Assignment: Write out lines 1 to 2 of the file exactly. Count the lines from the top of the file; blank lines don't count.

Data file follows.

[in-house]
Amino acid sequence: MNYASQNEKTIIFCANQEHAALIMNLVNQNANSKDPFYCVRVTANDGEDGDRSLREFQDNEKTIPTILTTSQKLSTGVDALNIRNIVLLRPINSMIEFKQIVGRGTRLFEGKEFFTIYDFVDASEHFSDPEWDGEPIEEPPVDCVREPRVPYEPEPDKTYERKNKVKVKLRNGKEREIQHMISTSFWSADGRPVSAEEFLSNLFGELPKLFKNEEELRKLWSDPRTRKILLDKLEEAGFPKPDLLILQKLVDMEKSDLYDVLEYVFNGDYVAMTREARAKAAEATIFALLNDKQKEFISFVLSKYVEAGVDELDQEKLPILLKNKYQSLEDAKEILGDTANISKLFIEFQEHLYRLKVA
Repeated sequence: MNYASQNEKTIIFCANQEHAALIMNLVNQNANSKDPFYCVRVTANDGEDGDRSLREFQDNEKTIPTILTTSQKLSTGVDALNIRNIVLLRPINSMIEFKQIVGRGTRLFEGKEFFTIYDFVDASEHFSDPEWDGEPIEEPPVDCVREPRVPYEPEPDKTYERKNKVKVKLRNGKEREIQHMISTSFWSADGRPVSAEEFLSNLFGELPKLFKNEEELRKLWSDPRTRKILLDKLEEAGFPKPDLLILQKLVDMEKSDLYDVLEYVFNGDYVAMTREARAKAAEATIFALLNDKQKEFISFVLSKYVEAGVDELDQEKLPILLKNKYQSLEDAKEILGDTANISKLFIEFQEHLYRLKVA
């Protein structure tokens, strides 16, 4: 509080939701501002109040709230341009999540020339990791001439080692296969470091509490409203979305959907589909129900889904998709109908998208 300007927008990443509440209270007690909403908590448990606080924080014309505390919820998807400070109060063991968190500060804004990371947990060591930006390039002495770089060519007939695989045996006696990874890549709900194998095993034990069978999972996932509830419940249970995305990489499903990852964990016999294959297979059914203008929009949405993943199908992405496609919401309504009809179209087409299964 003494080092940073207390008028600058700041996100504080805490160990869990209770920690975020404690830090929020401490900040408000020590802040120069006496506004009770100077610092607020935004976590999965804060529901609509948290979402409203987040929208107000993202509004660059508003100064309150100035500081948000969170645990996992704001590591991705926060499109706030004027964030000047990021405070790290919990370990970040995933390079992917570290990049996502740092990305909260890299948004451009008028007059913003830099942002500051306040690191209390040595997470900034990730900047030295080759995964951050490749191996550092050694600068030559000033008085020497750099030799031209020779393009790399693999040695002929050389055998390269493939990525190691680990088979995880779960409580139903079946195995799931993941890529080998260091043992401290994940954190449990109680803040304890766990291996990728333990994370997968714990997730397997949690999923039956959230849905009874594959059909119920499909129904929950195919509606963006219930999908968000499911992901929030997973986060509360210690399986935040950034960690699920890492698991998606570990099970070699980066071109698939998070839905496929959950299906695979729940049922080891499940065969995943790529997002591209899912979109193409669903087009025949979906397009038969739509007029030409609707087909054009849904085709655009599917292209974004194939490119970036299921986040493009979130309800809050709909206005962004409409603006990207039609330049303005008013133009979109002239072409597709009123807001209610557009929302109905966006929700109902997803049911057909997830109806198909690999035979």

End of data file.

[in-house]
Amino acid sequence: MNYASQNEKTIIFCANQEHAALIMNLVNQNANSKDPFYCVRVTANDGEDGDRSLREFQDNEKTIPTILTTSQKLSTGVDALNIRNIVLLRPINSMIEFKQIVGRGTRLFEGKEFFTIYDFVDASEHFSDPEWDGEPIEEPPVDCVREPRVPYEPEPDKTYERKNKVKVKLRNGKEREIQHMISTSFWSADGRPVSAEEFLSNLFGELPKLFKNEEELRKLWSDPRTRKILLDKLEEAGFPKPDLLILQKLVDMEKSDLYDVLEYVFNGDYVAMTREARAKAAEATIFALLNDKQKEFISFVLSKYVEAGVDELDQEKLPILLKNKYQSLEDAKEILGDTANISKLFIEFQEHLYRLKVA